By Utilities Tech Outlook | Friday, February 08, 2019
Each entity entailed with electric utility industries look up to increasingly flexible, automated, more reliable, more intelligent, and greener future of the power industry. A common belief that prevails in the energy landscape is digitalization and automation of grid which led to smart grids will help in achieving the greener future. Smart grids offer several benefits such as reliability, resilience, cost reduction, operational efficiency, and customer centricity. The smart grids were developed to overcome the drawbacks of traditional grids as they are capable to detect and respond to local environmental changes.
Several benefits that smart girds deliver are-
• It is able to accommodate all generations and storage options
• Enables active consumer participation
• Allows emergence of new products and service markets
• Provides power quality for the digital economy
• Optimizes asset utilization and efficiency in operations
• Anticipates and responds to system disruptions
• Able to operate resiliently against attack and natural calamities
After several years of R&D, these grids are developed to meet the industry’s requirements like response to major storms, infrastructure end of life necessity, and ever-evolving customer needs. But some stakeholders doubt whether the optimal smart grid investments are being pursued. Arguments raised are that smart grid investments must be validated by measurement to ensure that customers receive maximum economic benefits for their rates. While some other stakeholders believe that smart grid investment plans will not be optimal unless their desired results are achieved.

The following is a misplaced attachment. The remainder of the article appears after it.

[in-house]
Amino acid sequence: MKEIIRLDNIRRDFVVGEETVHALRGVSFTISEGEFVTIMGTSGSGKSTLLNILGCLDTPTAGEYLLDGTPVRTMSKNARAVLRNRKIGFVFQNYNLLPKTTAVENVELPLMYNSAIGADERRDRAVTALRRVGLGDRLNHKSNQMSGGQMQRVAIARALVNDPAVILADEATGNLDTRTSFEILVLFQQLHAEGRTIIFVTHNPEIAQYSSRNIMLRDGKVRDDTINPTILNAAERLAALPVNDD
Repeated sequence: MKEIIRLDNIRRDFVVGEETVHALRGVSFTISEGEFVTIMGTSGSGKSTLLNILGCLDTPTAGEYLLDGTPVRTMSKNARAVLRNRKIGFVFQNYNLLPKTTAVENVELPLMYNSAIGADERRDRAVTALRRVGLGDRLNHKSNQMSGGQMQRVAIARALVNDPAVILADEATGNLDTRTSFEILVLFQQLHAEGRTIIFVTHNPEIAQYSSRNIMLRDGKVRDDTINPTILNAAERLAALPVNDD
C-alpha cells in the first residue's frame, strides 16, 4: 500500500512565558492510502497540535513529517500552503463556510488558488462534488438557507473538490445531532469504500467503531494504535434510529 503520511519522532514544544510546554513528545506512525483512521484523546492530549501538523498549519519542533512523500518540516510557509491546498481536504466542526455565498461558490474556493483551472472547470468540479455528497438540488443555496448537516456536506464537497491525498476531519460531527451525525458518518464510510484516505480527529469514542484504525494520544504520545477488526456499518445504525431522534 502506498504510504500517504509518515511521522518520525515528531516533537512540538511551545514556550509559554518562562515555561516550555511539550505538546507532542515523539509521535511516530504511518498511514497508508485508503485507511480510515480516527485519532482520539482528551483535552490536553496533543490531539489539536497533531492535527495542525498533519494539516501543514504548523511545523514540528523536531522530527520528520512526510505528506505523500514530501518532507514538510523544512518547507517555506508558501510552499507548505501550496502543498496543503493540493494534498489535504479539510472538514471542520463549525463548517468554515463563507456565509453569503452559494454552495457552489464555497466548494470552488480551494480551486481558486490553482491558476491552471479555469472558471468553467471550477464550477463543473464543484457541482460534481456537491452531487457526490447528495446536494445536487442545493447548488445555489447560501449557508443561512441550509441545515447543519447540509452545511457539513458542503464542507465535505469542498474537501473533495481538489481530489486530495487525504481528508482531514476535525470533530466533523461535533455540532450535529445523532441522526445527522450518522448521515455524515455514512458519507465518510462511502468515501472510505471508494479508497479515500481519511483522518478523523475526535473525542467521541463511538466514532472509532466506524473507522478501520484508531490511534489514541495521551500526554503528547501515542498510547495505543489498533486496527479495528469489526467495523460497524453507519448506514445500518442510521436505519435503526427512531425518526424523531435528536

Stakeholders who look to validate their investments must understand that major grid investments will under regulatory proceeding. Therefore, utility partners can document their investment plans as if they were to be the principal focus of the proceeding. Details related to option selection and exclusion must be as objective as possible and whenever feasible, supported by customer surveys. The greatest extent to achieve validation could be piloting the major system upgrades with appropriate measures to quantify operational outcomes such as cost and timelines.
The investment plan should be upfront to identify and resolve the source of any shortcomings during the program. It must be thoroughly peer-reviewed to benefit-cost study supporting selected system improvements. In a nutshell, utilities can validate smart grid investments through thoughtful investments and on-going performance, well-documented grid planning, and customer satisfaction response assessment.